Whoa Nelly, 16 gauge, really ? The wires that are supplied with almost all accessories can't be more than 22 gauge. The longest wire lead won't be any more than ten feet, and that's if I run from one end to the other, which is very unlikely.
Good point. When you look at the charts, multiply the resistance listed by the expected amps on the wire and determine if you can stand the voltage drop. The voltage drop for our low 18 vac circuits are more critical than the 120 vac some of the charts' recommend gauges. In other words, a 2 vac drop on an 18 vac circuit is more significant than a 2 vac drop on a 120 vac circuit.
I just re-wired everything and, I'm not exactly sure what happened, but all of a sudden it's working perfectly. I didn't change anything from the diagram (LED still included). The only thing I can think of was I removed an un-used lock on that was really rusty. Anyway, thanks everyone for your suggestions!
Rick - I would first install a terminal block - run your red and black wires from your accessory transformer to the terminal block (I use 16 gauge wire). Then use 20 or 22 gauge wire and run one lead to the red side and one the other lead to the black side of the terminal block. Do this with all 4 towers. By using the terminal block you can wire other accessories to it with ease. Paul
When you put your tender back together, make certain to insulate that board from the frame. The foam that originally did that job is almost certainly decayed. I like to use a piece of illustration board, with a dab of hot glue to hold the circuit board to the illustration board, and another dab to hold the illustration board to the frame. It only takes a bit. The glue only has to keep the pieces from sliding around. If the board shorts against the frame, the board is often damaged.
Reminds me of old timer electricians checking for live 120vac with their spit wetted fingers tips. (no joke) (I don't know if spellcheckers are in FFox, or hoopla, but this one is awful. When I can out spell a program 4-5 times a day, it's really bad. I write phonetically then correct myself. "Wetted" is a 2cnd grade word. The red line under it; a joke) Heat is easy and cheap never nicks; very very important on small wire. Last winter, I bought a single bulb from R. Shack a bit larger that a...
I use No-Niks strippers. You need a specific model for each wire gauge. I have one for 30 AWG (.014") and 22 AWG (.025"). They are best for stripping Kynar and Teflon coated wires. For softer insulation I have a Paladin Wire stripper. It handles all gauges up to around 12 depending on insulation material and thickness. You can get Asian imported copies but they are not as good as the original. Pete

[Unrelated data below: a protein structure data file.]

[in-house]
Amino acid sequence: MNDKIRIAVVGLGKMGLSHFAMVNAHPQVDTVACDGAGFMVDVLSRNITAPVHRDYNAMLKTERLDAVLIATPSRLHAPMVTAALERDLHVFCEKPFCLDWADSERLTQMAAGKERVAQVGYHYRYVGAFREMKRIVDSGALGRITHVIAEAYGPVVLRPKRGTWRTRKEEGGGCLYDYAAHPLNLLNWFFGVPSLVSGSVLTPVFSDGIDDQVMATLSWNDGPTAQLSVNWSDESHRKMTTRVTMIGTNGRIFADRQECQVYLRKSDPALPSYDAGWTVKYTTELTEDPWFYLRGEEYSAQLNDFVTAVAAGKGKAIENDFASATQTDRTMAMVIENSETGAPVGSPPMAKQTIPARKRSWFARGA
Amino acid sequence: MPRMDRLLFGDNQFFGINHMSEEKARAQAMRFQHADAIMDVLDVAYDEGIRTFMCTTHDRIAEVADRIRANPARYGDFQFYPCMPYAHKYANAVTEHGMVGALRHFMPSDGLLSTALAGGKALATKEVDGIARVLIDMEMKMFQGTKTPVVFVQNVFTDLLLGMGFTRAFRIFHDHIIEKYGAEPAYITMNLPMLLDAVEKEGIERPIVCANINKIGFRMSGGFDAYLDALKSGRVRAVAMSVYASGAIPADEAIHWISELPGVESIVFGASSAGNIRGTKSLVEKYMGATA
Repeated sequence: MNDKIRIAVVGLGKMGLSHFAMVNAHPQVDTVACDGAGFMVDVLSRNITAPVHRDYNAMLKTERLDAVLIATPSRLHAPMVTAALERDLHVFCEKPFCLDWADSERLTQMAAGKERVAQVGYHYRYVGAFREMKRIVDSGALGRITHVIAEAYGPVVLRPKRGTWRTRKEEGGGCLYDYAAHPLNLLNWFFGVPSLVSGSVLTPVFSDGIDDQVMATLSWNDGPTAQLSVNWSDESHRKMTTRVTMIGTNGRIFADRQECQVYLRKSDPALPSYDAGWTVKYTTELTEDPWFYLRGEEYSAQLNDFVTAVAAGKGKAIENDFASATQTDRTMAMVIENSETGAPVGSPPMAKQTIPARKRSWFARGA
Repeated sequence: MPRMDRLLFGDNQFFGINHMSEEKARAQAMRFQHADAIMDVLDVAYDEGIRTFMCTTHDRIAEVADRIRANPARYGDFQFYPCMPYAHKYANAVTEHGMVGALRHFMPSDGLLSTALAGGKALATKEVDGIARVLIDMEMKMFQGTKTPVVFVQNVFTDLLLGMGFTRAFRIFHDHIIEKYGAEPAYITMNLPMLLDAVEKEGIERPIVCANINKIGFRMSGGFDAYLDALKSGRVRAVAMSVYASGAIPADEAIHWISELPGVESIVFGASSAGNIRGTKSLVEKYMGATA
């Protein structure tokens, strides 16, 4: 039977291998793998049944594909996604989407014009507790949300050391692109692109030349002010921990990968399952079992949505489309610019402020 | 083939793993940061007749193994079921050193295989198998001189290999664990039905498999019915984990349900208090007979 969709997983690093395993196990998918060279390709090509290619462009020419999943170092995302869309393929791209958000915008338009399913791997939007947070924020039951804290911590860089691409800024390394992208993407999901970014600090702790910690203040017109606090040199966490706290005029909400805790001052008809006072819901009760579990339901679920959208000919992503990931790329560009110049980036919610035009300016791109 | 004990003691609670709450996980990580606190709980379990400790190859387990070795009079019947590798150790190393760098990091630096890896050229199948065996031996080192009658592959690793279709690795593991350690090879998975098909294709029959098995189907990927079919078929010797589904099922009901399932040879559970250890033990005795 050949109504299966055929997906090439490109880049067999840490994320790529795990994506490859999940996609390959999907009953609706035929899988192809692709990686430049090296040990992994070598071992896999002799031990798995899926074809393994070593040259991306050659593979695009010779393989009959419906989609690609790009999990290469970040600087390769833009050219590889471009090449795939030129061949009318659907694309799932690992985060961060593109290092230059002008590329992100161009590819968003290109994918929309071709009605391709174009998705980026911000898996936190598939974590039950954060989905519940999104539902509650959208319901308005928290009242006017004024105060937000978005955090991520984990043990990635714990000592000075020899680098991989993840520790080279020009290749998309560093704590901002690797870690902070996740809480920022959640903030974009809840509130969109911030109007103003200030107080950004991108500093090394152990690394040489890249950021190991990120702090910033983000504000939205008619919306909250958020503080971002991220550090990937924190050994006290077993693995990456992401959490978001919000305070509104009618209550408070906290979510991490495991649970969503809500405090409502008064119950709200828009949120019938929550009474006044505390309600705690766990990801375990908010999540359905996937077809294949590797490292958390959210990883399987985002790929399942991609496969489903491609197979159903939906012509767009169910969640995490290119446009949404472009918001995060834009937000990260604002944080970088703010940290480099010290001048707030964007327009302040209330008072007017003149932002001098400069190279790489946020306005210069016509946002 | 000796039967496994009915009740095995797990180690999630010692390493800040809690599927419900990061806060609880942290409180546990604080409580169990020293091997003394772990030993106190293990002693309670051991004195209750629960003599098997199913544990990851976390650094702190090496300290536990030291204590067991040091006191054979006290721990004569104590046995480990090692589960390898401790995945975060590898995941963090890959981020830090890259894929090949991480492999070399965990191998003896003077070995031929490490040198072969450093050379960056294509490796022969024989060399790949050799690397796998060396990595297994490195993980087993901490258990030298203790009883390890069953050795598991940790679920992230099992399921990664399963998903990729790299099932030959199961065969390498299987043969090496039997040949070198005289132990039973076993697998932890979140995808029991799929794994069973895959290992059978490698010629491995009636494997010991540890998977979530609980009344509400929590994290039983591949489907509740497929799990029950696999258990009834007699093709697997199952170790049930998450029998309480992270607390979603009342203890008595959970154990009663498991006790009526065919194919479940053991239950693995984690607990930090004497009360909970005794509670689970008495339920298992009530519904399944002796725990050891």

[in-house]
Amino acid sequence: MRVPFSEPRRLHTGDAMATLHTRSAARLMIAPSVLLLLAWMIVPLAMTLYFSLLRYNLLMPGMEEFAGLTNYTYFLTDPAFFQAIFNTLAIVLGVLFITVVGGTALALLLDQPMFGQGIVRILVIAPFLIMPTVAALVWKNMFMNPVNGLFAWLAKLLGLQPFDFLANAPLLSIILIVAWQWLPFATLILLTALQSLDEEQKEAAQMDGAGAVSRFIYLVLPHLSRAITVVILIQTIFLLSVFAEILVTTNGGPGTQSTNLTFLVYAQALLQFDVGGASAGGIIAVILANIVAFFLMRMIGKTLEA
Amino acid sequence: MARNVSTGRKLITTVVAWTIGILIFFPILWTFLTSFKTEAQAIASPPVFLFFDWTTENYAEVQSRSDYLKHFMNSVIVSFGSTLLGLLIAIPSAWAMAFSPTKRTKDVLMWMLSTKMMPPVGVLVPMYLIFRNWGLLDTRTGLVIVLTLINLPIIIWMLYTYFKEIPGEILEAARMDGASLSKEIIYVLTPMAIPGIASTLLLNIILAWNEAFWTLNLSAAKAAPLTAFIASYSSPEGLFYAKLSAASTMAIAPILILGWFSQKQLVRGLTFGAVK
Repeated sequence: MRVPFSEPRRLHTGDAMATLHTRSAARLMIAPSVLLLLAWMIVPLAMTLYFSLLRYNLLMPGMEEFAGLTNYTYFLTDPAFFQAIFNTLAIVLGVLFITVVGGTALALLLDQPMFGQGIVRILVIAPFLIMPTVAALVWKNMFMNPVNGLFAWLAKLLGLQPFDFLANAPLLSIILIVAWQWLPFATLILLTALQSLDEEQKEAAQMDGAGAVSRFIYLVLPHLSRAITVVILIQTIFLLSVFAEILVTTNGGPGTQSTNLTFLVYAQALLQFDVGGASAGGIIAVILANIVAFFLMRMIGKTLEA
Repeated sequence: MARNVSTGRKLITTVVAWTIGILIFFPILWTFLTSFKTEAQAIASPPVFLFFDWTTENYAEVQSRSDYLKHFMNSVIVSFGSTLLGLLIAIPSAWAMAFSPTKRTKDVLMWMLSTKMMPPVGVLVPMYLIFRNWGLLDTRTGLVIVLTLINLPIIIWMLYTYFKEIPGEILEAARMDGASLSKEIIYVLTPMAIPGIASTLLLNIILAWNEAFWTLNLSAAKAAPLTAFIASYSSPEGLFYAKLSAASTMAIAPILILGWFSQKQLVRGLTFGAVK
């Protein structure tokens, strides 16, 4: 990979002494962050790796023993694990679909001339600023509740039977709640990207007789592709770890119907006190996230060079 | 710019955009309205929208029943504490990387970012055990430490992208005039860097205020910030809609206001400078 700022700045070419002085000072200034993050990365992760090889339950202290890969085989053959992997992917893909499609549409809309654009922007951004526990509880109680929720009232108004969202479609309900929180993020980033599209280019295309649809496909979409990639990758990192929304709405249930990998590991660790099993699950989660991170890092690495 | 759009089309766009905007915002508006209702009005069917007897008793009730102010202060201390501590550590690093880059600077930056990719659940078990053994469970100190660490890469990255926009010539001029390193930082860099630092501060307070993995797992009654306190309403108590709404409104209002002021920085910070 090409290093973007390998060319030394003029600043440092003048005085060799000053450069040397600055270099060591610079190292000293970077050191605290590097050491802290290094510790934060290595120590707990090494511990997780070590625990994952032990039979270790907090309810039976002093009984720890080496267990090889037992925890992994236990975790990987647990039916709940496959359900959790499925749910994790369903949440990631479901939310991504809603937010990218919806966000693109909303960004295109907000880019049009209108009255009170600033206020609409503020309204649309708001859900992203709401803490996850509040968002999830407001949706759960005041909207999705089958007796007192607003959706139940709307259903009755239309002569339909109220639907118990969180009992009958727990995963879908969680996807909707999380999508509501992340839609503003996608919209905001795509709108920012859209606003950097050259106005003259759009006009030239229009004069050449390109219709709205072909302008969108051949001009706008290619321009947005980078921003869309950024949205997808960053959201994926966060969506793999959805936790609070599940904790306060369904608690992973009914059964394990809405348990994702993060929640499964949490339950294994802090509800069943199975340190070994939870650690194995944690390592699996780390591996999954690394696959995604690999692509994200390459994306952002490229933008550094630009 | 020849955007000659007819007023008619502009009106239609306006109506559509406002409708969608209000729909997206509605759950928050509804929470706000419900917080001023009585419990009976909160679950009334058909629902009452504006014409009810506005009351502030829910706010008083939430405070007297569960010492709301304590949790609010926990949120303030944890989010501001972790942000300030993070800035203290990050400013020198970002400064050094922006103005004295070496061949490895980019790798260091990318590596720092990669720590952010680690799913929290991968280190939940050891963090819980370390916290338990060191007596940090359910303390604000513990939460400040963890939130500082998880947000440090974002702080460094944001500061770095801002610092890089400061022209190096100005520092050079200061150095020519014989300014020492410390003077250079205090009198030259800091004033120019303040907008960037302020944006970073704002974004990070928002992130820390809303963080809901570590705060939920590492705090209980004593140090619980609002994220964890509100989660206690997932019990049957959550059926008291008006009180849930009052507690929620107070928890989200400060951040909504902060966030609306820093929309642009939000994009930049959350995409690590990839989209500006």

Ed, I t is very easy to do,heat a sodering iron then hold the wire down & pull the iron toward the end, the insulation will come off very easy,if you go to the Evans Design web site i think they have a video of this,thats where i got it from,hope this helps.
Hi Ed - when I had to do that I used a small piece of sandpaper (220 grit, I think) wrapped around the end of the wire and pulled it through a couple of times. You have to rotate the wire a bit after each stroke to get all of the insulation off. It's not really fun to do, but it does work.
Thank you to everyone for the tips. I think for now I will use the soldering iron. But for the long term I would prefer to get a stripper such as those mentioned. I am making some outside lights for a commercial building using the info from a forum member using parts from plastruct. I want to see what kind of illumination the nano LEDs put out before trying to make 10 of them. Thanks again, Ed
A suggestion. I once bought a stripper that looked just like the Ideal Stripmaster but made in China. It would always nick the wire of gauge matching the label on the stripper hole. The Ideal never has. Google it and you can get the different model numbers for different wire gauges.
I like the solid wire since it is easier to form into a shape and have it stay put. I can route it away from pinch points and it will stay there. I don't worry about the current carrying capability of the stranded wire versus solid wire cause my LEDs are running at such a low frequency (not much of a skin effect). I would advise against using either magnet wire or teflon coated wire in applications where fret abrasion or physical pressure is a concern. But you can always slip shrink tubing...
I asked because I have an old spool of 30 gauge cloth covered solid wire and a spool of 28 gauge plastic covered stranded wire. The stranded roll is silver. I purchased it at a computer show, where I was told it was for wiring backplanes. (Who knows?) I've used some of the 28 gauge for something or other, I have never used the 30 gauge. As far as strippers go: After using a friend's, I purchased a set of Klein strippers. I think they work great. I just stripped a bit off of the ends of my...
Okay, I found the instruction paper in the box, imagine that ! I have wired it up as per the instructions. It came with an OTC contractor, which I used in the installation, again, as per the instructions. I have a Post War ZW transformer. When I place the cattle car on the tracking move it over the OTC contractor, the coral vibrates even when the accessory switch is not in the ON position. I get no action on the cattle car. When I press the accessory switch, the cattle, in the coral, move...
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